Before saying goodbye to Stara Wieś, I wanted to make an image of the whole little village. This should have been made either earlier in the morning, or much later, at sunset, but when you go there to train, one can't simply run and leave the class to take a panorama; especially when the classes are up in the big building on the left, at the top of the hill.
Mon, 29 Apr 2019 20:00:00 +0100
When you expect the same weather one year apart on the same spot in Central Europe, it usually doesn't work. I deliberately got up 5am to make use of the incredible water surfaces next to the houses at Dojo Stara Wieś, only to realize that this time my companions are sleet, cold, and grey misery.
The truth is, the place is still beautiful, even if you're shivering in your bones.
Sat, 27 Apr 2019 19:00:00 +0100
Same morning as the previous image1 about the lovely dojo at Stara Wieś, with it's curving roads across the fantasy Japanese village.
Thu, 25 Apr 2019 21:00:00 +0100
Note: this is not an official statement in any form; it's merely my own, personal view and opinion on Pa-Kua.
Eons ago I did ITF Taekwondo, followed by a some no-name branch of karate, then ITF Taekwondo again, then years of medieval re-enactment with swords and archery, then a few months of Yang style Tai-Chi, including the martial aspect and their broad sword.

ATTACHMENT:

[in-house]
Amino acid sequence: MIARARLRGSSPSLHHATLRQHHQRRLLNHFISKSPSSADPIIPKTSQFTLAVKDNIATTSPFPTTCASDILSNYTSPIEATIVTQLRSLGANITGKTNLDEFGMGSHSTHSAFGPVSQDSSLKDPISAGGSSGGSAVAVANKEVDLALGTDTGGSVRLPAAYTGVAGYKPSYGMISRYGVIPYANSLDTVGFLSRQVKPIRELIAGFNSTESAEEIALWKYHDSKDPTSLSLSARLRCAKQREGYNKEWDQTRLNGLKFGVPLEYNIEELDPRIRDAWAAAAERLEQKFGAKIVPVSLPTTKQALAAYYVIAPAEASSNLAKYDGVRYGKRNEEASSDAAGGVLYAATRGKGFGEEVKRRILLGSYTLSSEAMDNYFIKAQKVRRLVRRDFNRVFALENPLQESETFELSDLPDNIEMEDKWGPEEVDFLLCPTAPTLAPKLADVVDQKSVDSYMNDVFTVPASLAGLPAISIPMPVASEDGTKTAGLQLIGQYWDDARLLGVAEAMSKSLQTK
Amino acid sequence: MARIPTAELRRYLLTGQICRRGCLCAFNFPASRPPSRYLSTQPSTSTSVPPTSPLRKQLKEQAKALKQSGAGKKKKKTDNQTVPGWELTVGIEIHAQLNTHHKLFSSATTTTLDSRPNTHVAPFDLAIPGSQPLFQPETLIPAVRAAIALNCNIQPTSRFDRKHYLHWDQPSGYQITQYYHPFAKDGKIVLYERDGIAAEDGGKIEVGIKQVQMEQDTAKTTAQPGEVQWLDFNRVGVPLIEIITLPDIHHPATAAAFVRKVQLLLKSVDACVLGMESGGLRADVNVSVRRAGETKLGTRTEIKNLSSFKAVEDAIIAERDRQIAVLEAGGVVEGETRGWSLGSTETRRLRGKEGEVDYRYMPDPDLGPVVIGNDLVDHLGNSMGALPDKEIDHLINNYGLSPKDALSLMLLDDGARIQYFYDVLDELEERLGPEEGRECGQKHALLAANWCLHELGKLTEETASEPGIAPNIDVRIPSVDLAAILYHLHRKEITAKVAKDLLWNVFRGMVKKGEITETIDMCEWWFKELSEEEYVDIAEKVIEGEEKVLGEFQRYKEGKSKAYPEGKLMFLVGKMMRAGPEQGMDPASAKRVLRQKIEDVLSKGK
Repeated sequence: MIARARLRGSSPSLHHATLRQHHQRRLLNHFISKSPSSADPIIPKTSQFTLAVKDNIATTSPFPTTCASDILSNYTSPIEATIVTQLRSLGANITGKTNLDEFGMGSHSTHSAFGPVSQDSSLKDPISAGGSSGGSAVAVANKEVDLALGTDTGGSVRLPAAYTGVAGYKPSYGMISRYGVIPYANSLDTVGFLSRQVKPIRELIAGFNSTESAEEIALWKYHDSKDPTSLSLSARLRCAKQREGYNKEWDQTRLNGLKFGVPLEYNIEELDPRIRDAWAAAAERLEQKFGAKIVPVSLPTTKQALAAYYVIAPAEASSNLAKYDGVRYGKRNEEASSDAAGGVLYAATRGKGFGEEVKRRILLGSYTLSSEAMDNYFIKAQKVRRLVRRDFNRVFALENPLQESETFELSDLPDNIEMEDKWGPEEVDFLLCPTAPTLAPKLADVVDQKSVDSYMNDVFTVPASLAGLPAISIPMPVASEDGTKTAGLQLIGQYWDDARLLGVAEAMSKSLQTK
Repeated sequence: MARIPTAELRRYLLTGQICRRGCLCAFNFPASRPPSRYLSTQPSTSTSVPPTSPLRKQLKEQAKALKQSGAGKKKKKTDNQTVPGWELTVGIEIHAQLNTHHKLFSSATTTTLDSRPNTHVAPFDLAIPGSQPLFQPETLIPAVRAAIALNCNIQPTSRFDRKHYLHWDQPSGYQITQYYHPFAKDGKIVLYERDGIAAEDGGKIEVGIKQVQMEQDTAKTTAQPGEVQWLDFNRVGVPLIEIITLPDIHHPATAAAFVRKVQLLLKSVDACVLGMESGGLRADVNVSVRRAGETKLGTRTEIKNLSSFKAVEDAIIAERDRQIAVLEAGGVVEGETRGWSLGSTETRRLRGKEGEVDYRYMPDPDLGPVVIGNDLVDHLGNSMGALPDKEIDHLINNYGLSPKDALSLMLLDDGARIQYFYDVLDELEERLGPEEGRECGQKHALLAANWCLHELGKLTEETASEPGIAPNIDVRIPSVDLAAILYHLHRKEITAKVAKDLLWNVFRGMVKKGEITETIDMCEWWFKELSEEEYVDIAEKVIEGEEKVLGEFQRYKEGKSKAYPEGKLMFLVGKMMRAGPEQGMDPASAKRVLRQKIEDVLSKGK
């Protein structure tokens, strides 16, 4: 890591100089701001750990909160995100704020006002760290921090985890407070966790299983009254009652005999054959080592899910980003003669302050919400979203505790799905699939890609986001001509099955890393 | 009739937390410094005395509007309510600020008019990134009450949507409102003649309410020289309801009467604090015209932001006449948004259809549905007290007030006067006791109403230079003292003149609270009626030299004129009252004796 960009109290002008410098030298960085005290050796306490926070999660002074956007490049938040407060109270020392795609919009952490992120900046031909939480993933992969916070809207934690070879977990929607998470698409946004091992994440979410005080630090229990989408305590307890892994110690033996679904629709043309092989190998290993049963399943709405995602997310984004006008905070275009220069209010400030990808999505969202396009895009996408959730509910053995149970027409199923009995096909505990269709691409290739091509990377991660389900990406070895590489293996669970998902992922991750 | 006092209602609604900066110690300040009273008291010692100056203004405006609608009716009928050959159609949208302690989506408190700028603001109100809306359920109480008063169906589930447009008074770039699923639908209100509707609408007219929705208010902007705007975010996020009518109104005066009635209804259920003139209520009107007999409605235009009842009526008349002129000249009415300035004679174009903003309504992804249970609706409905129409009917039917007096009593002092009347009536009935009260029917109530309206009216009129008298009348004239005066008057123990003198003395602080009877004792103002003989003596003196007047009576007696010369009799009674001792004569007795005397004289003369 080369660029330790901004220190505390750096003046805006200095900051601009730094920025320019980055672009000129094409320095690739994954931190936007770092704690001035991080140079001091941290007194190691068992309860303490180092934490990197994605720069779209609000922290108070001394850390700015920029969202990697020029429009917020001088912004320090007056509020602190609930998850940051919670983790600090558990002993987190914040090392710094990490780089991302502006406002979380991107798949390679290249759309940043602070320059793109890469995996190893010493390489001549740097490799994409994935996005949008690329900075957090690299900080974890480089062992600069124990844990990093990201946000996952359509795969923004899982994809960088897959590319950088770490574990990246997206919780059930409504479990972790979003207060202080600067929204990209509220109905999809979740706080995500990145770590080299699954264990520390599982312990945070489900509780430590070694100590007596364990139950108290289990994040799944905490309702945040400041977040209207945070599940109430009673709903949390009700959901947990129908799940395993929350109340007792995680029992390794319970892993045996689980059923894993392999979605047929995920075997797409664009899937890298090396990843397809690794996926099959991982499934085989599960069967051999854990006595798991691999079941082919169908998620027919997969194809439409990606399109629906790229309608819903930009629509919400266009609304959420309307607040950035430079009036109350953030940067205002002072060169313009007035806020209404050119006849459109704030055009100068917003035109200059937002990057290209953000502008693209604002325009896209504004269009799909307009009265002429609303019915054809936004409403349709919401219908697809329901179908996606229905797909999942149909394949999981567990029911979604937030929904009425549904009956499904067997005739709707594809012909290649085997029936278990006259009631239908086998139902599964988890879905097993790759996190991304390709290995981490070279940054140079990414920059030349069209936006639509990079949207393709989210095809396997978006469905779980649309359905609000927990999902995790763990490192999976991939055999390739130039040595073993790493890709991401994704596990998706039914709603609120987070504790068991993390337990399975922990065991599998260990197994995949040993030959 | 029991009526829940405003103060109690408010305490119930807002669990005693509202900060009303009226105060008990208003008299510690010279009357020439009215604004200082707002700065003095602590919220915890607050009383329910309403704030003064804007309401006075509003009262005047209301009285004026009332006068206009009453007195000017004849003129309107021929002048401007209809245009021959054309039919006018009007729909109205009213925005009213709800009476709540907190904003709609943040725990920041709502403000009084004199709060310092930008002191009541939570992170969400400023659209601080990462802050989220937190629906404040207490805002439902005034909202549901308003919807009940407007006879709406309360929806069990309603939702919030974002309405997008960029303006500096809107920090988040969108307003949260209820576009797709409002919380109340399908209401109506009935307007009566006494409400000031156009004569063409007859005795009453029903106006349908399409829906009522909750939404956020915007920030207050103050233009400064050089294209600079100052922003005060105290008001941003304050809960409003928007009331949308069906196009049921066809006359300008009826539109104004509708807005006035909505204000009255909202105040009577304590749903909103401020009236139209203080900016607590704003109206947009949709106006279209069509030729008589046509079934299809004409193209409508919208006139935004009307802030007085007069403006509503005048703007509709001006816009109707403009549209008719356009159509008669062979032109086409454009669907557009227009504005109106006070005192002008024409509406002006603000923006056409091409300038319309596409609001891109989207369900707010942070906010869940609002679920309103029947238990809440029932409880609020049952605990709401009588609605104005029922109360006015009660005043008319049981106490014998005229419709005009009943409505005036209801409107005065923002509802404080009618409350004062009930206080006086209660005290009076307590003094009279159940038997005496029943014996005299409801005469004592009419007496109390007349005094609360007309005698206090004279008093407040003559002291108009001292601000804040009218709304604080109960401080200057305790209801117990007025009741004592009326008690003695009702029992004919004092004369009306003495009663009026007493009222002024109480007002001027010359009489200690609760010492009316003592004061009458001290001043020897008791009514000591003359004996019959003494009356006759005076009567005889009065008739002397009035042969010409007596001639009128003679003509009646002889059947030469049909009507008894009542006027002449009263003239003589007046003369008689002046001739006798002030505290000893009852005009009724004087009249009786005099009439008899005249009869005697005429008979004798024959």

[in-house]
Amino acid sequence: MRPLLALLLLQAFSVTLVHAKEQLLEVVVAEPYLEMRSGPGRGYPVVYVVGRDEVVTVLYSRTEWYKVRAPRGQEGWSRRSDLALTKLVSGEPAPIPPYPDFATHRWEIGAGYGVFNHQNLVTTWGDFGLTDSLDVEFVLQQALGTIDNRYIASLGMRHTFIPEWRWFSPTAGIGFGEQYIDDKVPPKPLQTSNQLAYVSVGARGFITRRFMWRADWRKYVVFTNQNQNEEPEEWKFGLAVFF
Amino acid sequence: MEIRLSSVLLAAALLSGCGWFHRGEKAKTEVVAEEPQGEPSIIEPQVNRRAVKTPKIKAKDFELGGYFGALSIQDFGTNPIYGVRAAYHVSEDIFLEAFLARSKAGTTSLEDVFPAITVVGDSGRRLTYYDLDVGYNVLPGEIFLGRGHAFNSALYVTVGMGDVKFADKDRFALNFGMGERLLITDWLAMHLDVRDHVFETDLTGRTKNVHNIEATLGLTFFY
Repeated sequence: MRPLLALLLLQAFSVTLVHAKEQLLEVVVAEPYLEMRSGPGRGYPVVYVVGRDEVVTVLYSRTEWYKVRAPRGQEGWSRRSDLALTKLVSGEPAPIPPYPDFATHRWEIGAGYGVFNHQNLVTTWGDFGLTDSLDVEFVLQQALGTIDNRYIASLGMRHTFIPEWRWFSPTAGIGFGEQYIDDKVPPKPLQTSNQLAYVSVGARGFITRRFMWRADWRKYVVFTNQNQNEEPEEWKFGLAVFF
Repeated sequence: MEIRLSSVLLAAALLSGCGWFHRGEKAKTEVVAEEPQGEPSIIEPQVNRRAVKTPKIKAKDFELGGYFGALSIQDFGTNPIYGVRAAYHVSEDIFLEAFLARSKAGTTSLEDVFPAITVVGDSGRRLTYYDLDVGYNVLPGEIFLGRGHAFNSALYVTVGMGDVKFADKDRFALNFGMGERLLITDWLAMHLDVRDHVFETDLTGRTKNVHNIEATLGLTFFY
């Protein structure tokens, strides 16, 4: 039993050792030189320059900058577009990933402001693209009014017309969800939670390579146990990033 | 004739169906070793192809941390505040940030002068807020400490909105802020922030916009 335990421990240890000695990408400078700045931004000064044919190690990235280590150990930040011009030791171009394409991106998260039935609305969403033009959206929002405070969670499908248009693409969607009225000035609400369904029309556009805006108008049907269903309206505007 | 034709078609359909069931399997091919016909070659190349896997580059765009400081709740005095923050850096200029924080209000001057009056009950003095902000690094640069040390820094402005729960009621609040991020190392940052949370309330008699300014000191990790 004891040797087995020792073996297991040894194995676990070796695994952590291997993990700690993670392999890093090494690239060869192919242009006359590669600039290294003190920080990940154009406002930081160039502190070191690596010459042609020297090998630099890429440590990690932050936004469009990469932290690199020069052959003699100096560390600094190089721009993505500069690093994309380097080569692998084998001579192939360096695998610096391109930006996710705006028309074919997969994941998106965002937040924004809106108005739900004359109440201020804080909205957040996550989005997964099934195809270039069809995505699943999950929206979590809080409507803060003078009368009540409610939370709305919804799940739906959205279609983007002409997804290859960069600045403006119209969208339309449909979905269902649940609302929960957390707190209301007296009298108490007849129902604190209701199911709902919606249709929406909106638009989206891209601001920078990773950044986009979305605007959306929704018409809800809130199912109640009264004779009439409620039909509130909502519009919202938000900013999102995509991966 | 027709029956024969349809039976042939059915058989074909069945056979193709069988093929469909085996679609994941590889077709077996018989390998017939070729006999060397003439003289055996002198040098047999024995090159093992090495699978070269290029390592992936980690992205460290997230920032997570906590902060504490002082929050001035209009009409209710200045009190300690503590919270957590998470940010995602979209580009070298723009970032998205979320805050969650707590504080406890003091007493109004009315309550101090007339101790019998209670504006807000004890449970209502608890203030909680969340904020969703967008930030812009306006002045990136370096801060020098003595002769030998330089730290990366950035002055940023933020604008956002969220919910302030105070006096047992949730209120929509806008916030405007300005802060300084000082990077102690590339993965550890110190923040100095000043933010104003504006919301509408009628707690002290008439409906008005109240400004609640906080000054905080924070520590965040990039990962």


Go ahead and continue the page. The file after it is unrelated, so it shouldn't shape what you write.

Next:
I did the Tai-Chi for the shortest time, but left a forceful impression on me - mainly due to my teacher, Johnny Burke1, because it felt whole; it radiated out into my everyday life. Karate was rather mindless, Taekwondo was way too competition oriented, re-enactment was fun for a while, but soulless, especially after knight fights became a thing. Unfortunately Johnny left Mei Quan, and I left London and Tai-Chi.
In 2017, as a company summer program, someone organised oriental archery for us. This lead me to Pa-Kua2 and their traditional Chinese archery. There is a Hungarian man, Lajos Kassai3, who also made his own research in the 80s, in order to revive ancient Hungarian horseback archery, and to create a version of the recurve bow they used to use. I met people following his teachings and it shows vast similarities to the archery Pa-Kua teaches. Around 20094 China started to popularise folk archery as well - there are now people writing about and practising reprised Manchurian archery5, which also shares common techniques. While it's not the same, I have no doubts that of the archery of Pa-Kua works, and that is a Chinese style archery.
Soon I joined their martial art classes as well; occasionally acrobatics and weapons.